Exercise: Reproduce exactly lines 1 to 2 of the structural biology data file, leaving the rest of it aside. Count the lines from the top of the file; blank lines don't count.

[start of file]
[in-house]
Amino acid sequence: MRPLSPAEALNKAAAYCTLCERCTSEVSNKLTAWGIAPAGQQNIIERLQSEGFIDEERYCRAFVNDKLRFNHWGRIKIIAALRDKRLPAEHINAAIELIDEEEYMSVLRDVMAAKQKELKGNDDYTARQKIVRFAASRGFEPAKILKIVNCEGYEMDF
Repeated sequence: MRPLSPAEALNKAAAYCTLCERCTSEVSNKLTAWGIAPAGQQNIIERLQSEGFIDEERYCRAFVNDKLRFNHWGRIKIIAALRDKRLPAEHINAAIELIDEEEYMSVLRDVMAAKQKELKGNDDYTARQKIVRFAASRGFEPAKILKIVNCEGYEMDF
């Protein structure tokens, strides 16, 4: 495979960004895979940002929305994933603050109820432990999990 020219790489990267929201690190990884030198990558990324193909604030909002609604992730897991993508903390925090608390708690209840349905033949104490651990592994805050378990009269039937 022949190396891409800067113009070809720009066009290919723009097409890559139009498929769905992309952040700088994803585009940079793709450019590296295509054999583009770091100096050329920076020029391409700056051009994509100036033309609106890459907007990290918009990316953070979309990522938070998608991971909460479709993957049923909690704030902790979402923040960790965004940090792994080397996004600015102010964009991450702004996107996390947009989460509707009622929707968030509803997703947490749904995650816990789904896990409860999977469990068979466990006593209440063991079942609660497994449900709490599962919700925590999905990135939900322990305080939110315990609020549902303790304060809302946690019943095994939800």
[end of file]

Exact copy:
[in-house]
Amino acid sequence: MRPLSPAEALNKAAAYCTLCERCTSEVSNKLTAWGIAPAGQQNIIERLQSEGFIDEERYCRAFVNDKLRFNHWGRIKIIAALRDKRLPAEHINAAIELIDEEEYMSVLRDVMAAKQKELKGNDDYTARQKIVRFAASRGFEPAKILKIVNCEGYEMDF